Every weekend, we bring you Book Pages, where we share pages from our favorite books. Today, we’re featuring Drown, by the Dominican Pulitzer Prize author, Junot Díaz. The excerpt below is my favorite part of the book. Enjoy!
I lived without a father for the first nine years
of my life. He was in the States, working and the only
way I knew him was through the photographs my
moms kept in a plastic sandwich bag under her bed.
Since our zinc roof leaked, almost everything we owned
was water-stained: our clothes, Mami’s Bible, her
makeup, whatever food we had, Abuelo’s tools, our
cheap wooden furniture. It was only because of that
plastic bag that any pictures of my father survived.
When I thought of Papi I thought of one shot specif-
ically. Taken days before the U.S. invasion: 1965. I
wasn’t even alive then; Mami had been pregnant with
my first never-born brother and Abuelo could still see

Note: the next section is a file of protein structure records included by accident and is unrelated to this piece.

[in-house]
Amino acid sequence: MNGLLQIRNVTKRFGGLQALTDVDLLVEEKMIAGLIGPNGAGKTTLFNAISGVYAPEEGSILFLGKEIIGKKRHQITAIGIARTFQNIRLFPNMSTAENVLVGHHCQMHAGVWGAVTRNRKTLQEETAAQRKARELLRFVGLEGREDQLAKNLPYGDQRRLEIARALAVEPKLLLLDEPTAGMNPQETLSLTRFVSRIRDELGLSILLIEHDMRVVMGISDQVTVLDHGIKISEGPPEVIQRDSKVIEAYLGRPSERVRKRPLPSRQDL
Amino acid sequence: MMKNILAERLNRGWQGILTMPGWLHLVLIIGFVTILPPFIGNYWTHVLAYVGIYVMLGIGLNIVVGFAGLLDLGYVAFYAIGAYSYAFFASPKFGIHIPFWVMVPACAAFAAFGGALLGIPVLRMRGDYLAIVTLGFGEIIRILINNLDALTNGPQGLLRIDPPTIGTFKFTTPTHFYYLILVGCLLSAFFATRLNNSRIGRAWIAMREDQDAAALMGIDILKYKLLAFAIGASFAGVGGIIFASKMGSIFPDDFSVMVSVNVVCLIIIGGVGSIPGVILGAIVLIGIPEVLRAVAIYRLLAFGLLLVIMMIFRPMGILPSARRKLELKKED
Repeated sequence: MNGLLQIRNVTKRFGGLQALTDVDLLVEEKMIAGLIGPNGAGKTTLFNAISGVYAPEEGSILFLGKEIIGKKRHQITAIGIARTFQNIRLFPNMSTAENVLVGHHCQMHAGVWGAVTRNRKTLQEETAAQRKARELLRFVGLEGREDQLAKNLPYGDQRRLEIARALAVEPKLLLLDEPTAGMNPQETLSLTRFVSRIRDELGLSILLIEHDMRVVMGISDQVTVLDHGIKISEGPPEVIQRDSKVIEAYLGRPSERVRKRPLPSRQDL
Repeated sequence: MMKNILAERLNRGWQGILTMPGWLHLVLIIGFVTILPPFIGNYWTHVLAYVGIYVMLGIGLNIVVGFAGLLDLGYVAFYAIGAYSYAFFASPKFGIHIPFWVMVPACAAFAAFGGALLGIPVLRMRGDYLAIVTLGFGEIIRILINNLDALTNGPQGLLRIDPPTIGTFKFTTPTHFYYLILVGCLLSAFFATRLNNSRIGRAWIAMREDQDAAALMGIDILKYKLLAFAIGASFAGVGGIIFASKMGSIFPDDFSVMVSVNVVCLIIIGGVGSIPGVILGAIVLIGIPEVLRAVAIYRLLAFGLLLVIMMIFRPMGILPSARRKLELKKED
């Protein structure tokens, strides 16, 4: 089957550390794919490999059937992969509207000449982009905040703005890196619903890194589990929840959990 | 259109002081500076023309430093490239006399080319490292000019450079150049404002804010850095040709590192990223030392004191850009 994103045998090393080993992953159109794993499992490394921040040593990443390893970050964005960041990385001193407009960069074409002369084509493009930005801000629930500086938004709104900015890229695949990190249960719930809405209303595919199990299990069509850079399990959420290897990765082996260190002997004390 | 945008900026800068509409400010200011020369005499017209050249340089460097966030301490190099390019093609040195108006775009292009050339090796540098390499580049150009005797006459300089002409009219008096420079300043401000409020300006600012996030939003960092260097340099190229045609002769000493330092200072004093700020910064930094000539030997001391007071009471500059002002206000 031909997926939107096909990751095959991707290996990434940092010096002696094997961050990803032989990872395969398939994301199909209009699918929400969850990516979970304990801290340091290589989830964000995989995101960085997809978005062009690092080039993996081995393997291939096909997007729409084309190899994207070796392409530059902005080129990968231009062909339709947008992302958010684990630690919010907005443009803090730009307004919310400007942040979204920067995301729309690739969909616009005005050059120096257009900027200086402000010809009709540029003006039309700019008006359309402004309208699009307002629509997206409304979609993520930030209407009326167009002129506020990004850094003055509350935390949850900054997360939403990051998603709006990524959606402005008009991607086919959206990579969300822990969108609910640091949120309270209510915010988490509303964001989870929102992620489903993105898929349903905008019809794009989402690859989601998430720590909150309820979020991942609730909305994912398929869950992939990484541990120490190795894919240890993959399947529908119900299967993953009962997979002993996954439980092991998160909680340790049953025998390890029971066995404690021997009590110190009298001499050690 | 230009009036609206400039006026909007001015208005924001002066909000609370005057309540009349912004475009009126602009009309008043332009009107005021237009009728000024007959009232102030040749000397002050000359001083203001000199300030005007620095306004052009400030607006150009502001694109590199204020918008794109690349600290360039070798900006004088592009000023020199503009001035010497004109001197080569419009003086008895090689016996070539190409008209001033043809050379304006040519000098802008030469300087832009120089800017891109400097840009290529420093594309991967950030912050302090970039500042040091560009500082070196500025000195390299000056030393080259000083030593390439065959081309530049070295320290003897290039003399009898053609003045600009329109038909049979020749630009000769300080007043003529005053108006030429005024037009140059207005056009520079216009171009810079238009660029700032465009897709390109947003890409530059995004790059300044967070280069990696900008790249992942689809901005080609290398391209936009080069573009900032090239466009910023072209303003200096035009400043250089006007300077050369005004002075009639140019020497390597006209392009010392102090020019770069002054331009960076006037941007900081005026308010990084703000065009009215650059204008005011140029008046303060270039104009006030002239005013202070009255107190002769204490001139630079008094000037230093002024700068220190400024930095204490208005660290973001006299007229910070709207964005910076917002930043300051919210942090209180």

well enough to hold a job. You know the sort of pho-
tograph I’m talking about. Scallopped edges, mostly
brown in color. On the back my mom’s cramped
handwriting — the date, his name, even the street, one
over from our house. He was dressed in his Guardia
uniform, his tan cap at an angle on his shaved head, an
unlit Constitución squeezed between his lips. His dark
unsmiling eyes were my own.
I did not think of him often. He had left for Nueva
York when I was four but since I couldn’t remember a
single moment with him I excused him from all nine
years of my life. On the days I had to imagine him–
not often, since Mami didn’t much speak of him any
more–he was the soldier in the photo. He was a cloud
of cigar smoke, the traces of which could still be found
on the uniforms he’d left behind. He was pieces of my
friend’s fathers, of the domino players on the corner,
pieces of Mami and Abuelo. I didn’t know him at all. I
didn’t know that he’d abandoned us. That this waiting
for him was all a sham.
pages 69 and 70, of Drown, by Junot Díaz